"Front, Back, Side to Side" is a fine song, but it is nothing, for me, compared to "Pocket Full of Stones". Also, now that Pimp C is free, he seems to get far less coverage in the regular white people media. If I was him, I would make about seven albums as fast as possible, then violate my parole in headline-setting fashion.

Download: U.G.K - Front, Back, Side To Side

Youtube video for the crappy T.I. Remake of the same song.

Expert Whiteboy Analysis 100 - The Introductions

Pre-Introduction Introduction:

This is the introduction to the top 100 Hip Hop Jamz list me and the dude Raven Mack along with our crack team of Rapologists have been working on for like six months. If everything goes smoothly and we keep our writing game up, there should be at least a couple updates every week. Number 100 should be posted within the next 24 hours. This will also see some sort of print form at one time or another, and I'll drop info on how you can get that once it happens. Comments and disagreements are welcome and appreicated.


Raven Mack:
I am Raven Mack, but you know that. This here idiotic project was born from the completely marketable and perfectly awesome phrase EXPERT WHITEBOY ANALYSIS, which me and Mike Dikk created all by ourselves with no help from any black dudes, because me and Mike, both being white guys who get into hip hop a whole lot, recognize the inherent hilarity of white dudes try to out unwhite each other when it comes to be tru to the hip hop.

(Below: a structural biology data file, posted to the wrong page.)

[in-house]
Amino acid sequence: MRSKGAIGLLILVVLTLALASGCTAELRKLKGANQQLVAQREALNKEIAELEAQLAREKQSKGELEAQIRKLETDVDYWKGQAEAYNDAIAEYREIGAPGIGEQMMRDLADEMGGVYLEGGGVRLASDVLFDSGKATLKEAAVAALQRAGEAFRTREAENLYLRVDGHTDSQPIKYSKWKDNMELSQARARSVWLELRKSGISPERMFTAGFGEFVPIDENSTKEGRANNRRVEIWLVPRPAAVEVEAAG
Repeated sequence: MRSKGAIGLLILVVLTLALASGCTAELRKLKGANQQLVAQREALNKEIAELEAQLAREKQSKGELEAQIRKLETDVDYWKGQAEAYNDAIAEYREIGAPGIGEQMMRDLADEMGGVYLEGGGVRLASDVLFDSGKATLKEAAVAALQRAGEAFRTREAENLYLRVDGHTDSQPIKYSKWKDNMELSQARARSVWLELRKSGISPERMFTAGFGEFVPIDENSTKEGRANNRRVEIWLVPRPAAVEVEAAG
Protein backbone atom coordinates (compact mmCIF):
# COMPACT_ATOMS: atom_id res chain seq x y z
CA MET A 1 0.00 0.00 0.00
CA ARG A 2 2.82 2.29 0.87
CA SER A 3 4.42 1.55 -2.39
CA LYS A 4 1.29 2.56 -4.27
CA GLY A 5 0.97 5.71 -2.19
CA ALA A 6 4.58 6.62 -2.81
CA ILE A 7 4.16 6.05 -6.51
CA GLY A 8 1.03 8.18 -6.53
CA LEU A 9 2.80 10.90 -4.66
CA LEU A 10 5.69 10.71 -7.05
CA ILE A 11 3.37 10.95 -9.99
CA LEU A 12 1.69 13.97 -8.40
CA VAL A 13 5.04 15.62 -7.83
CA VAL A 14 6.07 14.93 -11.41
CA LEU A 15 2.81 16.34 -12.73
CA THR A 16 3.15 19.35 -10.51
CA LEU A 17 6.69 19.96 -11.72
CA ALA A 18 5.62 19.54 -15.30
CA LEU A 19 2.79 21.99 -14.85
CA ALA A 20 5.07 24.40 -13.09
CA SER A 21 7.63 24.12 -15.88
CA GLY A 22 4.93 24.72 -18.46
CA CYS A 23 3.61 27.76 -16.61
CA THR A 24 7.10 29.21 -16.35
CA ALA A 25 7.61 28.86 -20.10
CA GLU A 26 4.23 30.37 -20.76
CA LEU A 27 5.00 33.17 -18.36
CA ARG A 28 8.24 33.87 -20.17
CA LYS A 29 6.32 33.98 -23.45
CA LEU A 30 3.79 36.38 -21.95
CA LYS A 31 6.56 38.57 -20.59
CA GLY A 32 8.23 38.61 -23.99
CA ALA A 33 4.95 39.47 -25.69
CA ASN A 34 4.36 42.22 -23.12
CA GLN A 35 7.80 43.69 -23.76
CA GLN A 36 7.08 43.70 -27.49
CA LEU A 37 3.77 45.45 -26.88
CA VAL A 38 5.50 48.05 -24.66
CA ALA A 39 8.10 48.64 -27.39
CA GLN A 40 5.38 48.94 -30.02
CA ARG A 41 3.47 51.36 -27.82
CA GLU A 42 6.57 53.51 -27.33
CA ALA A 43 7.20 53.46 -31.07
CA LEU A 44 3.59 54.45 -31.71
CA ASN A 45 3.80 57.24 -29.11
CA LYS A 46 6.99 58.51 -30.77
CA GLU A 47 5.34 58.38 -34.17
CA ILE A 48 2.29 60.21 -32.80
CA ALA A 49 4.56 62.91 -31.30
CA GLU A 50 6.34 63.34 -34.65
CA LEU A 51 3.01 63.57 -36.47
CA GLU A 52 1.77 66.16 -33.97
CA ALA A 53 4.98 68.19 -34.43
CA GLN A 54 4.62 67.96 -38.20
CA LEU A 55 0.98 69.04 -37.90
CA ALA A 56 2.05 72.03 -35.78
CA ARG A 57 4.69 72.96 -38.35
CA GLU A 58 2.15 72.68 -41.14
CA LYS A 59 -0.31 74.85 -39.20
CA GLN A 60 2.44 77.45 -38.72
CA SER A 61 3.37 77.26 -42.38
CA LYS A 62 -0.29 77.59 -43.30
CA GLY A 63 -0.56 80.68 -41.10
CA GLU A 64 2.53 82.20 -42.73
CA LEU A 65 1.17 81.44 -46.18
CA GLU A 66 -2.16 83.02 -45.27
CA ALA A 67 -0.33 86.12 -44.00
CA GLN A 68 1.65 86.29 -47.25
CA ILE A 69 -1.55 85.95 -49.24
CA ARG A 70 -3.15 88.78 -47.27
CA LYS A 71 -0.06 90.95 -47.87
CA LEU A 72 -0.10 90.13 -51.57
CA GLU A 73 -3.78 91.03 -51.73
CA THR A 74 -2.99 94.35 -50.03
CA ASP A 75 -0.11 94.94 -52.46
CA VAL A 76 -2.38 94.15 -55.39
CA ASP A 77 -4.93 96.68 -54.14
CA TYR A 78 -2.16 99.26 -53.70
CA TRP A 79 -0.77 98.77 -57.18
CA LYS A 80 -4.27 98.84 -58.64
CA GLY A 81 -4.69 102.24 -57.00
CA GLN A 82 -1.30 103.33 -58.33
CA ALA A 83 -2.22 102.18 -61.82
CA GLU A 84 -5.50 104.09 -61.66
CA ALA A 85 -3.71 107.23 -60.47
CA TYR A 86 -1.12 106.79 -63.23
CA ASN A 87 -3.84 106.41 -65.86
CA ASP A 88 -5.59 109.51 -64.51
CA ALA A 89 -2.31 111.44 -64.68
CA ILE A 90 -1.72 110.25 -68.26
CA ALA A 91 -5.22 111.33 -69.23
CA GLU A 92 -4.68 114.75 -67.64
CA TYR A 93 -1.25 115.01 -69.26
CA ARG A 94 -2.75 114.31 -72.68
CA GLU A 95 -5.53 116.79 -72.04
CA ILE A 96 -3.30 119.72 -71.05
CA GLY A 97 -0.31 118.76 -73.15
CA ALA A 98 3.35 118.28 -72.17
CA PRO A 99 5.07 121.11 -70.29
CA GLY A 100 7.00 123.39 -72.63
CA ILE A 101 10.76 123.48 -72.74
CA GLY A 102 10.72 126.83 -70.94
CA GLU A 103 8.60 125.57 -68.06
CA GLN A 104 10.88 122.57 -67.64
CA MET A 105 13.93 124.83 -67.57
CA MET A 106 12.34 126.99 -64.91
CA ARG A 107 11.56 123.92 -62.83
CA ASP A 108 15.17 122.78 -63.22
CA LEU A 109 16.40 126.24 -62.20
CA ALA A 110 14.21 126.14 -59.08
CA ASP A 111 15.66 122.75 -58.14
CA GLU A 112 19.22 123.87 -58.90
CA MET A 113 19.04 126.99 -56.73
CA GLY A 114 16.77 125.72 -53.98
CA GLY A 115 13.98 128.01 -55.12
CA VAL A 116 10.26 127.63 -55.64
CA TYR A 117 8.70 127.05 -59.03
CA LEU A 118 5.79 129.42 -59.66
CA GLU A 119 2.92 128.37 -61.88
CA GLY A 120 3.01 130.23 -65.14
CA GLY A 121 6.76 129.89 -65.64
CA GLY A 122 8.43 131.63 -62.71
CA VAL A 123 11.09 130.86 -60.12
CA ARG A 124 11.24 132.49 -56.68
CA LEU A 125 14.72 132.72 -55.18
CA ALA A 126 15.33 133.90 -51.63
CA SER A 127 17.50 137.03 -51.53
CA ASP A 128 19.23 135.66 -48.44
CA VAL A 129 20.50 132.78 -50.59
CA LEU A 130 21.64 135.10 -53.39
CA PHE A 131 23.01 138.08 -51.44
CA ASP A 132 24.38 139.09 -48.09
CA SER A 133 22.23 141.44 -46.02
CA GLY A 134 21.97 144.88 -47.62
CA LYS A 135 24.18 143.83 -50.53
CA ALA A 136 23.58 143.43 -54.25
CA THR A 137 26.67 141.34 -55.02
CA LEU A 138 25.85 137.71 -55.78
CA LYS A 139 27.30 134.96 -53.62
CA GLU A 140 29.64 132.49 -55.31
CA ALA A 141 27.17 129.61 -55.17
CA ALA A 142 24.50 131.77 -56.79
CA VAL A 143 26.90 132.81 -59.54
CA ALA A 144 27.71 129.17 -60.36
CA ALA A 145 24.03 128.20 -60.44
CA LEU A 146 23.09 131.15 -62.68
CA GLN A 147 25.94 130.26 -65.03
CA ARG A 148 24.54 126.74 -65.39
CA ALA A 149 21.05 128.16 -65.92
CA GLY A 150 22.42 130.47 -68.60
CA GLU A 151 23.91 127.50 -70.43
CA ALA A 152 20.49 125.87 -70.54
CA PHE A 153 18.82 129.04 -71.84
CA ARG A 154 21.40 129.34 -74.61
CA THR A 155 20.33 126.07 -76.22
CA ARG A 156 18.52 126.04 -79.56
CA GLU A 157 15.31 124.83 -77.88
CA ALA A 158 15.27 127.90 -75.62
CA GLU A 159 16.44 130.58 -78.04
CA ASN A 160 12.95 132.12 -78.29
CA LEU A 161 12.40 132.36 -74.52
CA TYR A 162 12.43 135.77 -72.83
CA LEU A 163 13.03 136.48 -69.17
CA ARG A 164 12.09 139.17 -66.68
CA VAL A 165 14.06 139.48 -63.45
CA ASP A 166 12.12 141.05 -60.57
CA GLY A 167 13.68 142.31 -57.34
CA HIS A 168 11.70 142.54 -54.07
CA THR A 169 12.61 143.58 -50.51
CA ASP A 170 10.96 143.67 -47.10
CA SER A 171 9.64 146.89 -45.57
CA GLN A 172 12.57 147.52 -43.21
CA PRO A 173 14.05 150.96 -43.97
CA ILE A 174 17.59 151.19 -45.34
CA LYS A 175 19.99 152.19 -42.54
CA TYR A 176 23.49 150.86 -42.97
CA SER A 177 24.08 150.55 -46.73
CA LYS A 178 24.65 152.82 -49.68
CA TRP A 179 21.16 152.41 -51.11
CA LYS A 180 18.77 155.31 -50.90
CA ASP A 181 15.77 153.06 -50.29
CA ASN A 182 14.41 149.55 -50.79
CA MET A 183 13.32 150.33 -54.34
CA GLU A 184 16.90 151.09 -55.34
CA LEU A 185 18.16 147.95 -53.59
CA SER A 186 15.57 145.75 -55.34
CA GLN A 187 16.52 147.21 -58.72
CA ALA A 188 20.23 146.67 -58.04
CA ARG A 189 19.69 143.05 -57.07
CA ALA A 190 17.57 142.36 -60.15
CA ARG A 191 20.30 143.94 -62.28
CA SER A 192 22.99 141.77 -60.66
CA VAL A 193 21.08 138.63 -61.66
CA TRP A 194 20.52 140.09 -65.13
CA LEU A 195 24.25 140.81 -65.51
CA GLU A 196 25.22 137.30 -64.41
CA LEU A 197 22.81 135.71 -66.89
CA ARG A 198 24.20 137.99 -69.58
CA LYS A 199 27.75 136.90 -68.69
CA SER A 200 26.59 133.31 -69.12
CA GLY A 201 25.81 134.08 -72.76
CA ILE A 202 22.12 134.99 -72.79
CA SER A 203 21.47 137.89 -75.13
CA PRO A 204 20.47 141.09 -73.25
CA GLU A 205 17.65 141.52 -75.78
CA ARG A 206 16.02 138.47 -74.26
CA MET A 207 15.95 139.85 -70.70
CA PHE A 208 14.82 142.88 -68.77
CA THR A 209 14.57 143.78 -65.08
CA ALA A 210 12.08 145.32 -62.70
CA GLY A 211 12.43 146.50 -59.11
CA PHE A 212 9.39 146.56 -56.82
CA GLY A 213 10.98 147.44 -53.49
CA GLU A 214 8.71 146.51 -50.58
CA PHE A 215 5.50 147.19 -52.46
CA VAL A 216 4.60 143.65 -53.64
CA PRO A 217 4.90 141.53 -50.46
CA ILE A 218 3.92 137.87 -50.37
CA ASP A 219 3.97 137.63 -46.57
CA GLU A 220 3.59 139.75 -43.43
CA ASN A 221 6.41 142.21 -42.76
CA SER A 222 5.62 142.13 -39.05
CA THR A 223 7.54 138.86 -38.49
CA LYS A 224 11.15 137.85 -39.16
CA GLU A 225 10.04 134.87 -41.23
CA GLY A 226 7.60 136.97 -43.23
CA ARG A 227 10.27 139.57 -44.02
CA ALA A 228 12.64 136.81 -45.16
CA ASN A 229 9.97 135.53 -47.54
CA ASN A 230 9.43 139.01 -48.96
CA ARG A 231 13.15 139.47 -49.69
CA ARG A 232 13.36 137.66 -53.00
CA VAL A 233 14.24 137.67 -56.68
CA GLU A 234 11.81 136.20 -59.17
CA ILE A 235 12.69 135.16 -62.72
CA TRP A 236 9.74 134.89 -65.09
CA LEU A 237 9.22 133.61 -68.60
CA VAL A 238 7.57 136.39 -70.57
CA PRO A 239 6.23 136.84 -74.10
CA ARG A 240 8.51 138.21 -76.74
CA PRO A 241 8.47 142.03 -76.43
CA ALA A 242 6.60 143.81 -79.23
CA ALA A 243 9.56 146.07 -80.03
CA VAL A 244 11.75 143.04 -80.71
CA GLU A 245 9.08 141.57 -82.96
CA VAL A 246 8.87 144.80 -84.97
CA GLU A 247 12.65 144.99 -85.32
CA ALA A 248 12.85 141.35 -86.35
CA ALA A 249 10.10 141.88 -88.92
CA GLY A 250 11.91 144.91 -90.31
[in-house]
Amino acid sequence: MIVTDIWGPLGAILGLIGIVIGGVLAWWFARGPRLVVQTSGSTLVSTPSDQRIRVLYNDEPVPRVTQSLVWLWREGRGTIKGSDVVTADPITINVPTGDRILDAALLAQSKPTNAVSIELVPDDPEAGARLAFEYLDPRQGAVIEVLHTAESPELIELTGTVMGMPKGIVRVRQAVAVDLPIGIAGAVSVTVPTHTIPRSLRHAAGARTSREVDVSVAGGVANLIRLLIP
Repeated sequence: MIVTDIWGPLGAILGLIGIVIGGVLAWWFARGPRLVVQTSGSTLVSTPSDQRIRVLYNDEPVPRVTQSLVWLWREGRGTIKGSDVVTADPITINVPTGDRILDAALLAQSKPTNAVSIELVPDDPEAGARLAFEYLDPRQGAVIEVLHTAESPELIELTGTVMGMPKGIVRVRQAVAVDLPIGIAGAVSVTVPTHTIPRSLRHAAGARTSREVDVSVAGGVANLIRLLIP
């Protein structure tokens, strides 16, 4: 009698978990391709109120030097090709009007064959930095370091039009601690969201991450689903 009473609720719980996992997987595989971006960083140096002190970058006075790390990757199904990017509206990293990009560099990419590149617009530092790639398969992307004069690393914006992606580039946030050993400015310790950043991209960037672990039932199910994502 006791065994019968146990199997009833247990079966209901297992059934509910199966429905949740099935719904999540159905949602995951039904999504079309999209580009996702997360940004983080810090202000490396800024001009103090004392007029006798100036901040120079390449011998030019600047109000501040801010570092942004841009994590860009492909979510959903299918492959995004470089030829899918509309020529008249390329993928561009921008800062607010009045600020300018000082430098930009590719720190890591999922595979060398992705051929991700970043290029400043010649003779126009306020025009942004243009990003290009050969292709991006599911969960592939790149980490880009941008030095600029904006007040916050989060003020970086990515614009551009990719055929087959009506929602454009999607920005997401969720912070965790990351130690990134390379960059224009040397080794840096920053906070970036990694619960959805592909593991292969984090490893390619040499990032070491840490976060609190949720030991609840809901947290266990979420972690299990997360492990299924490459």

This comedy is now expressed on the telebisions too, as there's some ultra-real reality show about white rappers on some white-ass cable channel, where white rappers are forced to eat hot wings in the Bronx and write their names on subways discreetly and show and prove just how tru they really are. I think this is an MC Serch project, and he is the go-between, the ultra-down non-whitest of white rappers who is taking these rounded-up aspiring white rappers to hold their hand on a little walk through the ghetto birthplace of tha rill shit. I do not care much for that MC Serch, mostly because I remember some interview a long time back, probably in The Source, where he said he'd never sign a white rapper unless the rapper was better than him. That's some funny shit, because to me, Serch was the comical goofy-assed half of 3rd Bass, with his stupid Kid-n-Play hair and algebra teacher glasses. Pete Nice was a guy who was not afraid to be his white self and still pimp a nice suit and throw down a nice rhyme, without reverse step-n-fetchin' for the hip hop audience, which ironically enough is mostly white.